This story is about Cynthia Ortiz, a devoted single mother of a teenage son, avid runner, and social worker whose life took a catastrophic turn less than four months ago. Cynthia worked at the Gulf Coast Jewish Family & Community Services helping disadvantaged families improve their quality of life. In fact, Cynthia has spent much of her life helping and enriching others and she has always encouraged her son to chase his biggest dreams with passion and fervor. Today, however, she is the one who must dream biggest with the HOPE that she can regain basic abilities that were taken away from her in a tragic and unexpected fashion. Here is her story:
On August 24, 2014, Cynthia was admitted into the hospital after battling severe flu-like symptoms for a few days prior. Over the next week, her condition quickly deteriorated as an unknown infection ravaged her internal organs. In what seemed like a flash, Cynthia went from being a healthy, active woman to being absolutely DEBILITATED by this catastrophic illness.
In the early morning hours of September 1, 2014, Cynthia "crashed" due to lack of oxygen and she had to be immediately intubated, meaning a tube had to be inserted down her throat to get her enough oxygen. We would have lost Cynthia forever had it not been for the heroes of that ICU "crash team" at Memorial Hospital Sheridan.
Now that Cynthia was getting oxygen artificially, doctors scrambled to find the cause. Dozens of tests were run, numerous doctors were consulted, yet not a single conclusive diagnosis was found -- doctors were baffled. All the while, Cynthia's lungs continued to deteriorate and then her kidneys failed, which required her to be on full time dialysis. The complications mounted. Cynthia's brain also began to swell from the inside out. Over the next week, her brain swelling came down and her kidneys rebounded with the help of medication and dialysis and it appeared that her lungs remained the only major concern as she slowly fought her way back. We were wrong.
On September 20, 2014, an MRI revealed that Cynthia had suffered major strokes, mostly on the left side of her brain. The family was absolutely stunned and DEVASTATED and once again we were left clinging to one last straw: Cynthia's SURVIVAL.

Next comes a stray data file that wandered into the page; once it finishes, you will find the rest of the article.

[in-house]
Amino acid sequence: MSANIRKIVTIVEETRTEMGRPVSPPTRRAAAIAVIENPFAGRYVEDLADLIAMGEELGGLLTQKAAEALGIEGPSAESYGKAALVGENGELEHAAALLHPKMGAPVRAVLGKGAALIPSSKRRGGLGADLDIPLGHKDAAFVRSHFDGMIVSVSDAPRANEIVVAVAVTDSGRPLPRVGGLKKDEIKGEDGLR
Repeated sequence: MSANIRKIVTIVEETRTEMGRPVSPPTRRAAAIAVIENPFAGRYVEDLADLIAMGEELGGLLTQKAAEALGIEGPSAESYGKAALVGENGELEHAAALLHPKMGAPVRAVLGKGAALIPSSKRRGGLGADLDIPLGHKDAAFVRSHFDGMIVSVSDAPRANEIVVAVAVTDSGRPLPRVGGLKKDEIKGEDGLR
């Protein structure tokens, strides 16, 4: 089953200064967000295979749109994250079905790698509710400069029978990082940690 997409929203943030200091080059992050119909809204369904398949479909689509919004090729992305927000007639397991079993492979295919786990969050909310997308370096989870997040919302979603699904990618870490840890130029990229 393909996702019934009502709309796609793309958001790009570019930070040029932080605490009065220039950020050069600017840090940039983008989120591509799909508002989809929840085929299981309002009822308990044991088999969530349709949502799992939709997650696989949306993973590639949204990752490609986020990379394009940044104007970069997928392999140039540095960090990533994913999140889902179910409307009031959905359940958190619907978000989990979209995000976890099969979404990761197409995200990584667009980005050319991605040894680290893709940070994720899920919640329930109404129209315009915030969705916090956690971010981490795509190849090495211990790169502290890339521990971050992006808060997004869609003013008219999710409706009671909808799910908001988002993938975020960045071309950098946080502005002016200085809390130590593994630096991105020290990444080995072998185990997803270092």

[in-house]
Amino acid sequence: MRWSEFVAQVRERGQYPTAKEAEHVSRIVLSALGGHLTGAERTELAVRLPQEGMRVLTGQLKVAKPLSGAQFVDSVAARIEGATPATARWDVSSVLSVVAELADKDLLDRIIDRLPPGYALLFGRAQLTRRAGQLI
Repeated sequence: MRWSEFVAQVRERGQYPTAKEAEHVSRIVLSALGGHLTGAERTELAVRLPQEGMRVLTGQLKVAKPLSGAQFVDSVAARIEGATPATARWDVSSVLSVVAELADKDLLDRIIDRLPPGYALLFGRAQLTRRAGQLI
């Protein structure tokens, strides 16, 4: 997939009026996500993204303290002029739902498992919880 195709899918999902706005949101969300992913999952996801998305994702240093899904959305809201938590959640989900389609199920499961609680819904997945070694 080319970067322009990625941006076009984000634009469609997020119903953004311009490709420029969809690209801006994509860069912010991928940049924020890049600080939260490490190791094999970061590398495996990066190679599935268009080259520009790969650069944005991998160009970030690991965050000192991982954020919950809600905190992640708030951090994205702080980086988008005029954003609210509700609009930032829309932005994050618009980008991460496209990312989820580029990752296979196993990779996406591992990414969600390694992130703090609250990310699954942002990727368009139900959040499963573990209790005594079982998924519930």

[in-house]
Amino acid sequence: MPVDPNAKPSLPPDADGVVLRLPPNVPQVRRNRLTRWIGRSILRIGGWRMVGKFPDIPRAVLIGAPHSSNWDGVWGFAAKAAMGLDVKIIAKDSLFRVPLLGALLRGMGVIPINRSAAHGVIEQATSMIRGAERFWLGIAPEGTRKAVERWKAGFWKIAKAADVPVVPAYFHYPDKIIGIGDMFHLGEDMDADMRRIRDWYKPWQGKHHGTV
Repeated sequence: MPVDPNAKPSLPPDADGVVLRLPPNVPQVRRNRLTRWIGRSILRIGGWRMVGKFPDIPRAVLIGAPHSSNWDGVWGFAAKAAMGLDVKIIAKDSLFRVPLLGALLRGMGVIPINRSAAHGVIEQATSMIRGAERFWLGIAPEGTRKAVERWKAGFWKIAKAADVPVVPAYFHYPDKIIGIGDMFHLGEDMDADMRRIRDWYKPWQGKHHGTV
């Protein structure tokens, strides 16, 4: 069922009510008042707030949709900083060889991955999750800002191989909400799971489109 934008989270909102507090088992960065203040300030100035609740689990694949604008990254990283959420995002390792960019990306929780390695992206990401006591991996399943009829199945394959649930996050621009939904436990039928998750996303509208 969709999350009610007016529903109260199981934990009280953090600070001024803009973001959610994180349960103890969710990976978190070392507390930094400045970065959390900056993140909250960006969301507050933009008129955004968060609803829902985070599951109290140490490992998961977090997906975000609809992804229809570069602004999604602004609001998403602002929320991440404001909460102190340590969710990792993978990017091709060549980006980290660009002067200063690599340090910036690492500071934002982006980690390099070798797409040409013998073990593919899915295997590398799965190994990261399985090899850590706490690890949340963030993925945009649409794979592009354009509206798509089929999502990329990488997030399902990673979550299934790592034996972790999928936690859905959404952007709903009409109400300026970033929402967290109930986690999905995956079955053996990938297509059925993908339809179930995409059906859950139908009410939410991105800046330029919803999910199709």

Thankfully Cynthia pulled through, but now it was time to assess the damage to her body. The still-unidentified illness had completed its assault and left Cynthia severely impaired in all respects: limited consciousness, no speech, and no movement on any part of her body. The strokes had occurred in areas of the brain that control muscle movement, memory, speech, language, and vision.
Two months and two hospitals later, Cynthia not only SURVIVED, but with the help of intensive speech, physical, and occupational therapy, she is now breathing without any assistance, speaking with more regularity, showing favorable muscle response on her left side, and sitting in her wheelchair for hours on end. She has shown more fight and resolve than anyone I have ever met. More than once Cynthia was all but counted out, given very little chance to even survive, much less recover. Yet she not only survived, but she has made it all the way back home.
But this is where it gets complicated. Cynthia’s terrible misfortune has left her physically, emotionally and financially DISABLED in just four months. She cannot afford the daunting and mounting medical costs. Continuing her intensive rehabilitaion program is her only shot at being able to recover enough to one day be able to care for her son again and give herself at least a chance to recapture some meaningful quality of life. Cynthia is aware, alert, and is communicating better by the day, but she still has a long way to go physically and mentally; she must face the reality of a "new normal" while she continues to grow stronger.
Our family has given a lot of time and effort to help bring Cynthia to this point -- and we should all feel proud and blessed. However, what we have given is not nearly enough to cover the prohibitive costs of her needs, so we decided to help out her cause by posting her story to our extended family, friends, and community in order to raise enough money to fund her recovery.
Cynthia's needs are many:
1. Continued rehabilitation - an outpatient day program that will continue to challenge Cynthia to push beyond her own limits.
2. Specialized equipment/supplies - electric bed, custom wheelchair, bathing/hygienic supplies, ramps for disabled access, vehicle platform for transporting special wheelchair.
3. Home health care - At least 6 hours a day of at-home nursing care.
4. Insurance costs - continuation of her medical coverage as well as her prescription drug costs.
5. Existing medical bills - there is a thick folder full of bills from her numerous hospital stays
6. Transportation - insurance does not cover transportation to and from rehab facilities.
PLEASE give whatever you can because as we come together as a community, no donation is too small and will be greatly appreciated from the bottom of our hearts.
Even if you cannot donate, please be generous with the "share button" -- spread the word far and wide on your favorite social networks and by simple word-of-mouth.
And, of course, keep sending thoughts, prayers, and well wishes Cynthia's way. She has proven to be a resilient fighter, but family, friends, and a community of faith are the fuel that will keep Cynthia going when she's in pain from trying to move her limbs, stumbling through words as she builds longer sentences, and feeling like it is all hopelessly impossible. Together we can lift her higher than even her biggest dreams can imagine.
Thank you for all the love and support and I will continue to update this post with Cynthia's progress.